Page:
9. That I may refute more thoroughly these charges, I will show that in part openly, in part secretly, practices prevail among you which have led you perhaps to credit similar things about us. Children were openly sacrificed in Africa to Saturn as lately as the proconsulship of Tiberius, who exposed to public gaze the priests suspended on the sacred trees overshadowing their temple - so many crosses on which the punishment which justice craved overtook their crimes, as the soldiers of our country still can testify who did that very work for that proconsul. And even now that sacred crime still continues to be done in secret. It is not only Christians, you see, who despise you; for all that you do there is neither any crime thoroughly and abidingly eradicated, nor does any of your gods reform his ways. When Saturn did not spare his own children, he was not likely to spare the children of others; whom indeed the very parents themselves were in the habit of offering, gladly responding to the call which was made on them, and keeping the little ones pleased on the occasion, that they might not die in tears. At the same time, there is a vast difference between homicide and parricide. A more advanced age was sacrificed to Mercury in Gaul. I hand over the Tauric fables to their own theatres. Why, even in that most religious city of the pious descendants of Æneas, there is a certain Jupiter whom in their games they lave with human blood. It is the blood of a beast-fighter, you say. Is it less, because of that, the blood of a man? Or is it viler blood because it is from the veins of a wicked man? At any rate it is shed in murder. O Jove, yourself a Christian, and in truth only son of your father in his cruelty! But in regard to child murder, as it does not matter whether it is committed for a sacred object, or merely at one's own self-impulse - although there is a great difference, as we have said, between parricide and homicide - I shall turn to the people generally. How many, think you, of those crowding around and gaping for Christian blood, - how many even of your rulers, notable for their justice to you and for their severe measures against us, may I charge in their own consciences with the sin of putting their offspring to death? As to any difference in the kind of murder, it is certainly the more cruel way to kill by drowning, or by exposure to cold and hunger and dogs. A maturer age has always preferred death by the sword. In our case, murder being once for all forbidden, we may not destroy even the fœtus in the womb, while as yet the human being derives blood from other parts of the body for its sustece. To hinder a birth is merely a speedier man-killing; nor does it matter whether you take away a life that is born, or destroy one that is coming to the birth. That is a man which is going to be one; you have the fruit already in its seed. As to meals of blood and such tragic dishes, read - I am not sure where it is told (it is in Herodotus, I think)- how blood taken from the arms, and tasted by both parties, has been the treaty bond among some nations. I am not sure what it was that was tasted in the time of Catiline. They say, too, that among some Scythian tribes the dead are eaten by their friends. But I am going far from home. At this day, among ourselves, blood consecrated to Bellona, blood drawn from a punctured thigh and then partaken of, seals initiation into the rites of that goddess. Those, too, who at the gladiator shows, for the cure of epilepsy, quaff with greedy thirst the blood of criminals slain in the arena, as it flows fresh from the wound, and then rush off - to whom do they belong? Those, also, who make meals on the flesh of wild beasts at the place of combat - who have keen appetites for bear and stag? That bear in the struggle was bedewed with the blood of the man whom it lacerated: that stag rolled itself in the gladiator's gore. The entrails of the very bears, loaded with as yet undigested human viscera, are in great request. And you have men rifting up man-fed flesh? If you partake of food like this, how do your repasts differ from those you accuse us Christians of? And do those, who, with savage lust, seize on human bodies, do less because they devour the living? Have they less the pollution of human blood on them because they only lick up what is to turn into blood? They make meals, it is plain, not so much of infants, as of grown-up men. Blush for your vile ways before the Christians, who have not even the blood of animals at their meals of simple and natural food; who abstain from things strangled and that die a natural death, for no other reason than that they may not contract pollution, so much as from blood secreted in the viscera. To clench the matter with a single example, you tempt Christians with sausages of blood, just because you are perfectly aware that the thing by which you thus try to get them to transgress they hold unlawful. And how unreasonable it is to believe that those, of whom you are convinced that they regard with horror the idea of tasting the blood of oxen, are eager after blood of men; unless, perhaps, you have tried it, and found it sweeter to the taste! Nay, in fact, there is here a test you should apply to discover Christians, as well as the fire-pan and the censer. They should be proved by their appetite for human blood, as well as by their refusal to offer sacrifice; just as otherwise they should be affirmed to be free of Christianity by their refusal to taste of blood, as by their sacrificing; and there would be no want of blood of men, amply supplied as that would be in the trial and condemnation of prisoners. Then who are more given to the crime of incest than those who have enjoyed the instruction of Jupiter himself? Ctesias tells us that the Persians have illicit intercourse with their mothers. The Macedonians, too, are suspected on this point; for on first hearing the tragedy of Œdipus they made mirth of the incest-doer's grief, exclaiming, ῾ἥλαυνε εἰς τὴν μητέρα . Even now reflect what opportunity there is for mistakes leading to incestuous comminglings - your promiscuous looseness supplying the materials. You first of all expose your children, that they may be taken up by any compassionate passer-by, to whom they are quite unknown; or you give them away, to be adopted by those who will do better to them the part of parents. Well, some time or other, all memory of the alienated progeny must be lost; and when once a mistake has been made, the transmission of incest thence will still go on - the race and the crime creeping on together. Then, further, wherever you are - at home, abroad, over the seas - your lust is an attendant, whose general indulgence, or even its indulgence in the most limited scale, may easily and unwittingly anywhere beget children, so that in this way a progeny scattered about in the commerce of life may have intercourse with those who are their own kin, and have no notion that there is any incest in the case. A persevering and steadfast chastity has protected us from anything like this: keeping as we do from adulteries and all post-matrimonial unfaithfulness, we are not exposed to incestuous mishaps. Some of us, making matters still more secure, beat away from them entirely the power of sensual sin, by a virgin continence, still boys in this respect when they are old. If you would but take notice that such sins as I have mentioned prevail among you, that would lead you to see that they have no existence among Christians. The same eyes would tell you of both facts. But the two blindnesses are apt to go together; so that those who do not see what is, think they see what is not. I shall show it to be so in everything. But now let me speak of matters which are more clear.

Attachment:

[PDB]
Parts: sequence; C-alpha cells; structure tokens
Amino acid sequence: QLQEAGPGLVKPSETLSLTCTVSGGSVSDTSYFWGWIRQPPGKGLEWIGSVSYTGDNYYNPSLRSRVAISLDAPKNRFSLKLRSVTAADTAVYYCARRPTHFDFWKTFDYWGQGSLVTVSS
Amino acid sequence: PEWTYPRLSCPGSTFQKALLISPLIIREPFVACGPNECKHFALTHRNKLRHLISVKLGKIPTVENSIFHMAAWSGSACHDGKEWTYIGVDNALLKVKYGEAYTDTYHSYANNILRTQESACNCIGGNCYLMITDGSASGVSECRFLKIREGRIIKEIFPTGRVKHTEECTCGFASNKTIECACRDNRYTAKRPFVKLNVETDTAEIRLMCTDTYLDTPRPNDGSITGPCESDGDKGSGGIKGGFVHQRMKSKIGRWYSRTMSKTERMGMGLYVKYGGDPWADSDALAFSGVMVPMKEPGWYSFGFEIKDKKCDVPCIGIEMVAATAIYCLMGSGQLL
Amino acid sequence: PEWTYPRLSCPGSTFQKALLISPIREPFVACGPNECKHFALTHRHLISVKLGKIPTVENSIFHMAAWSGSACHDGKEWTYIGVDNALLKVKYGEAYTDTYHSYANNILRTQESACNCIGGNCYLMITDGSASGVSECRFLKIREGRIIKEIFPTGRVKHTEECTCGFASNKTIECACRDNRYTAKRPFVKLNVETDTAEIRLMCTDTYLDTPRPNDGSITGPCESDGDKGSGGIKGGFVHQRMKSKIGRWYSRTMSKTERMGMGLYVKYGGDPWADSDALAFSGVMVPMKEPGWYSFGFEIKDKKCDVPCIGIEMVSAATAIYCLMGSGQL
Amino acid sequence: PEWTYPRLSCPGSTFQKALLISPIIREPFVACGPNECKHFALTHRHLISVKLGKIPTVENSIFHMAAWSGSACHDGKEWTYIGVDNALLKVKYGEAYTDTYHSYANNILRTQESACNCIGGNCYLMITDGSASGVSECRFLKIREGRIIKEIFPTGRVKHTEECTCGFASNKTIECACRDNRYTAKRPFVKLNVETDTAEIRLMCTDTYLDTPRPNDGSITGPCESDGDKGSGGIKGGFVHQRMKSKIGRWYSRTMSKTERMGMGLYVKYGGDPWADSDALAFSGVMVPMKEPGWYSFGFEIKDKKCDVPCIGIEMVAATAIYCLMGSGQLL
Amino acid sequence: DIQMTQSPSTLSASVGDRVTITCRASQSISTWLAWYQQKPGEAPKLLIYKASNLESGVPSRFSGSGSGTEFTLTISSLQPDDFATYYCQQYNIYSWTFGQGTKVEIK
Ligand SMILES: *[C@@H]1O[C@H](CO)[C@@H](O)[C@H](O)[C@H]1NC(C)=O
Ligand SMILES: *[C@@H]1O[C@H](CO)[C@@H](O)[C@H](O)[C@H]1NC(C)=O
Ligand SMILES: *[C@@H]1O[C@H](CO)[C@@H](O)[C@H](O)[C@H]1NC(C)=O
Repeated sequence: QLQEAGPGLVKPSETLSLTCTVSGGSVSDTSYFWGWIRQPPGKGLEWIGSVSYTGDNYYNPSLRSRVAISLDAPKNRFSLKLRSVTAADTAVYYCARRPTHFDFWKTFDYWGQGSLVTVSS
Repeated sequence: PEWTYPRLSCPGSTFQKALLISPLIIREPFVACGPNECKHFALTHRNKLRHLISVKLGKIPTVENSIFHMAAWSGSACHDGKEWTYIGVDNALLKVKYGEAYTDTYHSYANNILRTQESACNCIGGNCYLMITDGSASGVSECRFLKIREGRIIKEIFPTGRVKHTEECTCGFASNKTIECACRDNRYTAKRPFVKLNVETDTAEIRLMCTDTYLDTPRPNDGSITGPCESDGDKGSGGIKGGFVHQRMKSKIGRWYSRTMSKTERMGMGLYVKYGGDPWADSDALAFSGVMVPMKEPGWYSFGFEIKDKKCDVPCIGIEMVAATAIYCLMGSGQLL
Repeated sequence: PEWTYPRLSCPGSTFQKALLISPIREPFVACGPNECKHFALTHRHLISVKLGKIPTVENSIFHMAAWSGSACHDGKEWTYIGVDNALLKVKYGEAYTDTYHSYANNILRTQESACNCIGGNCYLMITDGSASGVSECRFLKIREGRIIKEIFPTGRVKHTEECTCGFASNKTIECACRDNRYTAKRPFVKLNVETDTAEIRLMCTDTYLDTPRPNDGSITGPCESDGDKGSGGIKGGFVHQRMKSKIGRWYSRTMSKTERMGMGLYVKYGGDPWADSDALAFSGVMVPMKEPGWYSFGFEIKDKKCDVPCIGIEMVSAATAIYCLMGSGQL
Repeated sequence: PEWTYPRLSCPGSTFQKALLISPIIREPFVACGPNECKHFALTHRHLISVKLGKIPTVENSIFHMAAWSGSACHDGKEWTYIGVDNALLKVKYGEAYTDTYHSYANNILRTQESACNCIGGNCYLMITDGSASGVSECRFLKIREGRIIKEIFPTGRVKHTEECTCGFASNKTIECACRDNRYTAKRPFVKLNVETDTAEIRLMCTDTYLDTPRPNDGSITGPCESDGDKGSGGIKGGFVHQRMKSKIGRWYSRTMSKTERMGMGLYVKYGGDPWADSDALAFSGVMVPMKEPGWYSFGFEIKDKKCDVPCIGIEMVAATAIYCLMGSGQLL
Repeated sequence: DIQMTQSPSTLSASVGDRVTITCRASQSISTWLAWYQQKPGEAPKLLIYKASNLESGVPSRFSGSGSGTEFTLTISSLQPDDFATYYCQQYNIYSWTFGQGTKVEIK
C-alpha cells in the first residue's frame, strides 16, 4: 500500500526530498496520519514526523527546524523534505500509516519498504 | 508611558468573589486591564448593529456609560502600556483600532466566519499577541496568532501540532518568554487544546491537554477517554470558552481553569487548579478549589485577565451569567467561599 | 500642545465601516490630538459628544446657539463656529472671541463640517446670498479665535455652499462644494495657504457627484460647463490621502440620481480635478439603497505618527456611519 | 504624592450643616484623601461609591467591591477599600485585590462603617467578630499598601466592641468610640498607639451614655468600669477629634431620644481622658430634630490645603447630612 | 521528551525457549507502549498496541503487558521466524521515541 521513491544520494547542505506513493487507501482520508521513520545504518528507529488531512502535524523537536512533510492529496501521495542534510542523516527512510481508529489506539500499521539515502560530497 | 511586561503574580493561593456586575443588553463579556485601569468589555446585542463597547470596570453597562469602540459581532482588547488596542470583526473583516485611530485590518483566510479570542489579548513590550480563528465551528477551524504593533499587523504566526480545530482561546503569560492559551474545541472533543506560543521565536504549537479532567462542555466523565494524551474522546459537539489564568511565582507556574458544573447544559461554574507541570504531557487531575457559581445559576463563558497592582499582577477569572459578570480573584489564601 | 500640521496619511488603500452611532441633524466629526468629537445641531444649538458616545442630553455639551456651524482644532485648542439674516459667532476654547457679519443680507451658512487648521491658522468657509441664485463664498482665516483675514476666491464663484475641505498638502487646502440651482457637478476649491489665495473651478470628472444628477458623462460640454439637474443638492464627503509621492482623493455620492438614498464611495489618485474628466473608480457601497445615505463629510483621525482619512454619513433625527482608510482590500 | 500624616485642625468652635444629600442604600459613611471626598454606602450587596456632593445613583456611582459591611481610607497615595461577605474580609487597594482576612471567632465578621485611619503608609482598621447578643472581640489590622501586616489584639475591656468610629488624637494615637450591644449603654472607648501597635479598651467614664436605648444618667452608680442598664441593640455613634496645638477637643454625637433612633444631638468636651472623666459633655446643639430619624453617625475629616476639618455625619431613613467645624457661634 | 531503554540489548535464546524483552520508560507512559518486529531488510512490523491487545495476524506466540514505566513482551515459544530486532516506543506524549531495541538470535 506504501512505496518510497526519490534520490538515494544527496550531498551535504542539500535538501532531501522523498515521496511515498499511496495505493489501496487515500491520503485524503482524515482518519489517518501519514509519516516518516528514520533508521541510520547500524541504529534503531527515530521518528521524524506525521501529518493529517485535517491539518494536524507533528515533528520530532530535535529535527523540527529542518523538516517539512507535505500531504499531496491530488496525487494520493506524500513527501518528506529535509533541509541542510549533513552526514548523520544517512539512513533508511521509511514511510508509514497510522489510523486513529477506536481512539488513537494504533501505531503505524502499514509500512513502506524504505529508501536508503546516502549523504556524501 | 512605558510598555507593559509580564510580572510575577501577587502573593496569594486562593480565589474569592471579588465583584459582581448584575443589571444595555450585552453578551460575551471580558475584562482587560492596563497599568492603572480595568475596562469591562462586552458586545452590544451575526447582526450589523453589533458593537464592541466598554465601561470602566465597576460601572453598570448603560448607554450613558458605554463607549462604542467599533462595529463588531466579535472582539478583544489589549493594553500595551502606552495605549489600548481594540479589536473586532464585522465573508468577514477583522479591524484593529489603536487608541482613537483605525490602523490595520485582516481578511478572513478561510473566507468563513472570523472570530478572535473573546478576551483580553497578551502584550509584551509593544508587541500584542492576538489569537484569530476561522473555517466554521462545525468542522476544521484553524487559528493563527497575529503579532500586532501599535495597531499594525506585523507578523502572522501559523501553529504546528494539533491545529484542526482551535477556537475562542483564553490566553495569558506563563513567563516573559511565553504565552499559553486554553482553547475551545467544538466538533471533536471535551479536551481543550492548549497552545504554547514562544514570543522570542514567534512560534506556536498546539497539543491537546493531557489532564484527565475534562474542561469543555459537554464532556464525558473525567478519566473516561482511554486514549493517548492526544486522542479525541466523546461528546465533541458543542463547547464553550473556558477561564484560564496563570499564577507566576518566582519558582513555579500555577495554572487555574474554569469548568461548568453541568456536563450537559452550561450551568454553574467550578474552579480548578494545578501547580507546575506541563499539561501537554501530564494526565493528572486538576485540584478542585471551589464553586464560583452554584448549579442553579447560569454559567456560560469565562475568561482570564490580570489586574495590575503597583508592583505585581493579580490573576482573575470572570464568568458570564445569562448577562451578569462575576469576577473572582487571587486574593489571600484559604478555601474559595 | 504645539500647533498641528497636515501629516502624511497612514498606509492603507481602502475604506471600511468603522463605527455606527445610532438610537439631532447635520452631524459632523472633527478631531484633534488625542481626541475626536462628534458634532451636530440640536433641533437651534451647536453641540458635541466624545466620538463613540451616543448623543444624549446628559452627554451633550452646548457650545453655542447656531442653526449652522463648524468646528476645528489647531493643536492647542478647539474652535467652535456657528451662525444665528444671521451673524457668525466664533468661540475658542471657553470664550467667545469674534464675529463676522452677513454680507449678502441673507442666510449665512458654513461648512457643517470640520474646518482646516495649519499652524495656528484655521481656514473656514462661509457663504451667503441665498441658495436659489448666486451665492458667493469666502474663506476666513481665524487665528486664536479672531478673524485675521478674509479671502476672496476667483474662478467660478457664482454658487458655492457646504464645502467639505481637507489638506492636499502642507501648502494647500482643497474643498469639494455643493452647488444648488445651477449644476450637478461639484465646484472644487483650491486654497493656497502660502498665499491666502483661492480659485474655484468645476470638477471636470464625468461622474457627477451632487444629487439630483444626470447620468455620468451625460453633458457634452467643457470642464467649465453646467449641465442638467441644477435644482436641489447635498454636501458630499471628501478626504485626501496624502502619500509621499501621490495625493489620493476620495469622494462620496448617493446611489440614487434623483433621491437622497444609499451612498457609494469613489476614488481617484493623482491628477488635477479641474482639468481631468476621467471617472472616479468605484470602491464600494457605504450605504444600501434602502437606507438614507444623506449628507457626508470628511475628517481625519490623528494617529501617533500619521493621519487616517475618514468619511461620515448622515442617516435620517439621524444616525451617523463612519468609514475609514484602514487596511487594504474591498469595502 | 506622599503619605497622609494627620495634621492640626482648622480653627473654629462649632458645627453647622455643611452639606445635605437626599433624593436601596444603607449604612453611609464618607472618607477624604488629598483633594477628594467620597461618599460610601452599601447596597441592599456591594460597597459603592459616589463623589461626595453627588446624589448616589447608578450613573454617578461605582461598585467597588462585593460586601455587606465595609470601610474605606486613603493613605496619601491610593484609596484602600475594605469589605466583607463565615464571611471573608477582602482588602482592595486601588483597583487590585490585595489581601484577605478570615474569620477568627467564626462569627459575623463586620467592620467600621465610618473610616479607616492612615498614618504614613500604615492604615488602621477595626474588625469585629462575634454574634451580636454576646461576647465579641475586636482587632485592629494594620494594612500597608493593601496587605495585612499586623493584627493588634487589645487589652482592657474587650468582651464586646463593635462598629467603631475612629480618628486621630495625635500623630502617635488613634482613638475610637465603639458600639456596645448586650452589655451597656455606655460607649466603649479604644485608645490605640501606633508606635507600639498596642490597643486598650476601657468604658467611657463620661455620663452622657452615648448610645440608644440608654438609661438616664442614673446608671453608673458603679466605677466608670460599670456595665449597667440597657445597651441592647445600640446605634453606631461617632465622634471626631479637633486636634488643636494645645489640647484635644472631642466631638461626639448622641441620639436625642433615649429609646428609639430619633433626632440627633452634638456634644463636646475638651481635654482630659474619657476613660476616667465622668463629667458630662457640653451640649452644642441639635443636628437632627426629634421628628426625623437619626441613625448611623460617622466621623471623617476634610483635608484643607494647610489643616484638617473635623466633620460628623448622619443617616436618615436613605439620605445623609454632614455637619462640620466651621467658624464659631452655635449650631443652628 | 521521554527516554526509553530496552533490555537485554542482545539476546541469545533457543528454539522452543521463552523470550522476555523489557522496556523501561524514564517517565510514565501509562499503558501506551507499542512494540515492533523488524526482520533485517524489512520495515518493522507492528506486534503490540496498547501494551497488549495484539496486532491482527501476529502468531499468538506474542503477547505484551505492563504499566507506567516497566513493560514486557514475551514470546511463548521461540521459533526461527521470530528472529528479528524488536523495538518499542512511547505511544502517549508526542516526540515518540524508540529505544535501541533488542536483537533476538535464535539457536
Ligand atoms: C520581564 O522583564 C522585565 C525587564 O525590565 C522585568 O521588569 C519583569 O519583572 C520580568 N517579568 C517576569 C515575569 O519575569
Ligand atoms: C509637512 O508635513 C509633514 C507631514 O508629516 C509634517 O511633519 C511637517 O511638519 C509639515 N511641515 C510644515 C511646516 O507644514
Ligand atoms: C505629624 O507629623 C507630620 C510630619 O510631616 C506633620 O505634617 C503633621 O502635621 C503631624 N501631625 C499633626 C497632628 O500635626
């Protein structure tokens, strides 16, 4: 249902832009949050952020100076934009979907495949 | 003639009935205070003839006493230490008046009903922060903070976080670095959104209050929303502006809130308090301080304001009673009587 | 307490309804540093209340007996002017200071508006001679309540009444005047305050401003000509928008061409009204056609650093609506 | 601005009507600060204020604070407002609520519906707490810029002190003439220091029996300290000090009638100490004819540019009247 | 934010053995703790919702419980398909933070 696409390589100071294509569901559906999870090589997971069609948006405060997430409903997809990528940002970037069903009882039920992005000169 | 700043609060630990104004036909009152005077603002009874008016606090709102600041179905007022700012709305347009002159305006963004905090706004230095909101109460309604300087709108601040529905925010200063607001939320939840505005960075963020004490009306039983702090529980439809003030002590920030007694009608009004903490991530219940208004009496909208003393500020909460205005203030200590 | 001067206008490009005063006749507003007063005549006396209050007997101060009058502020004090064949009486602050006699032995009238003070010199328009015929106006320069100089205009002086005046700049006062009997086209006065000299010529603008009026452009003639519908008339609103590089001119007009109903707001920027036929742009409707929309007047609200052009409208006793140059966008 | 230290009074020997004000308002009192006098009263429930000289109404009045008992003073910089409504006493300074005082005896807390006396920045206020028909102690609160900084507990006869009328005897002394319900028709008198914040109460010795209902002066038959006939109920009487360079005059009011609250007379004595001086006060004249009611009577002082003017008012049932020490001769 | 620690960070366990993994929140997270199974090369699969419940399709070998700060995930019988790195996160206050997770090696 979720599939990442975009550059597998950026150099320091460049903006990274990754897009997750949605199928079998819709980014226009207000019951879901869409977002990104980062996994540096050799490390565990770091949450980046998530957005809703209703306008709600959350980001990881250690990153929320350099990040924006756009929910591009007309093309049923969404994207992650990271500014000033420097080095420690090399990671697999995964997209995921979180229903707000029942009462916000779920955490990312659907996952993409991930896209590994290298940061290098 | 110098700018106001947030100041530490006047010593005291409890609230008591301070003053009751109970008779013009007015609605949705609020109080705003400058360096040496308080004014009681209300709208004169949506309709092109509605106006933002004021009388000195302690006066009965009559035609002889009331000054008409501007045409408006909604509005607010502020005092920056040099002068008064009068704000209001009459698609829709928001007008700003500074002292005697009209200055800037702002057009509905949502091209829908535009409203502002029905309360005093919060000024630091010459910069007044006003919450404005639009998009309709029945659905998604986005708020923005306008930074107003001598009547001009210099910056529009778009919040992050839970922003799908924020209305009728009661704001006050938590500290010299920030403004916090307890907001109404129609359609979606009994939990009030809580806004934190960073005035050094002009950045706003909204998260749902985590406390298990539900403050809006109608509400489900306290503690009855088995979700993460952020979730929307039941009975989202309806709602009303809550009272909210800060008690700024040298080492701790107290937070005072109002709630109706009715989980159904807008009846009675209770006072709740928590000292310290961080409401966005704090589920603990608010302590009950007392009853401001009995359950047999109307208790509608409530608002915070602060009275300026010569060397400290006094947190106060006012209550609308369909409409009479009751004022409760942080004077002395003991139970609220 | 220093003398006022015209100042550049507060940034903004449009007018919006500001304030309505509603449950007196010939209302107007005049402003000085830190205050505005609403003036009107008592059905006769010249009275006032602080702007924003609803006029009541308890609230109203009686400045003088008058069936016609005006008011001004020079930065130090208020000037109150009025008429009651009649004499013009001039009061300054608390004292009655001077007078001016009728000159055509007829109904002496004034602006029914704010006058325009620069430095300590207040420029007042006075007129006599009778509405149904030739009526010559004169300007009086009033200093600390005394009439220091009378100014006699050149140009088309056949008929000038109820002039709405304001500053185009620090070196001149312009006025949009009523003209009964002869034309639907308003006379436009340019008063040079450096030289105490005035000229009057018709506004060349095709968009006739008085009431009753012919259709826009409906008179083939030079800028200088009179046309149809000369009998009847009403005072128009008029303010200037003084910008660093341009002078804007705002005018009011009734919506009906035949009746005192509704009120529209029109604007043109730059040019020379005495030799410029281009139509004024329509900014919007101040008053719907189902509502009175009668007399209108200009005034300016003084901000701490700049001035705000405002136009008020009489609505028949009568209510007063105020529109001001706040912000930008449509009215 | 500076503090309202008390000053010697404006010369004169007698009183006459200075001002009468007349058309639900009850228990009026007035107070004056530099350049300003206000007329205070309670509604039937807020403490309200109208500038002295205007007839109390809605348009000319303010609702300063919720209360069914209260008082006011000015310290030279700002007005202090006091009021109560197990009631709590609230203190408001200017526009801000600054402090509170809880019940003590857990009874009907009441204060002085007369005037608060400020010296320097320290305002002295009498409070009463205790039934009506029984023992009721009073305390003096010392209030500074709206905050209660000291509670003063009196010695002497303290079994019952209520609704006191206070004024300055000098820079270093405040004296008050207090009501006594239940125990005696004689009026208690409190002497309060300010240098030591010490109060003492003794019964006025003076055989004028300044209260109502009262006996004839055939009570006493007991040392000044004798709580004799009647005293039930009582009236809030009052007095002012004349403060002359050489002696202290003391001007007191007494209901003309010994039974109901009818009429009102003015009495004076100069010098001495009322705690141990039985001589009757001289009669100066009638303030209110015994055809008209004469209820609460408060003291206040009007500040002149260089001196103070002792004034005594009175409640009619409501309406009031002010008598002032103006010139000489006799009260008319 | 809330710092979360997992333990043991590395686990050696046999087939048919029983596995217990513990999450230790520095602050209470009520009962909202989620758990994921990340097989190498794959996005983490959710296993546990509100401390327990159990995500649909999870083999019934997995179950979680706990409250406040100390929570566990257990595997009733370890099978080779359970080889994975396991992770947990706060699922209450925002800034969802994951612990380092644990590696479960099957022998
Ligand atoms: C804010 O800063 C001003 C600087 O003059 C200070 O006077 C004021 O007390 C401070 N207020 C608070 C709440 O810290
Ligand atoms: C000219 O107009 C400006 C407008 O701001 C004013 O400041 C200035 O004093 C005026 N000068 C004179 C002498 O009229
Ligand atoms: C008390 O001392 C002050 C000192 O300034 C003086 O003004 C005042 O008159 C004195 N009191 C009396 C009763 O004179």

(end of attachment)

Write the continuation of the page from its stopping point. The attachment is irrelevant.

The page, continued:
13. Justin, Second Apology, 5.4, 12.5, 14.1 (2nd cent. CE - 2nd cent. CE)  Tagged with subjects: •nan Found in books: Lampe (2003) 265, 266, 267, 268, 269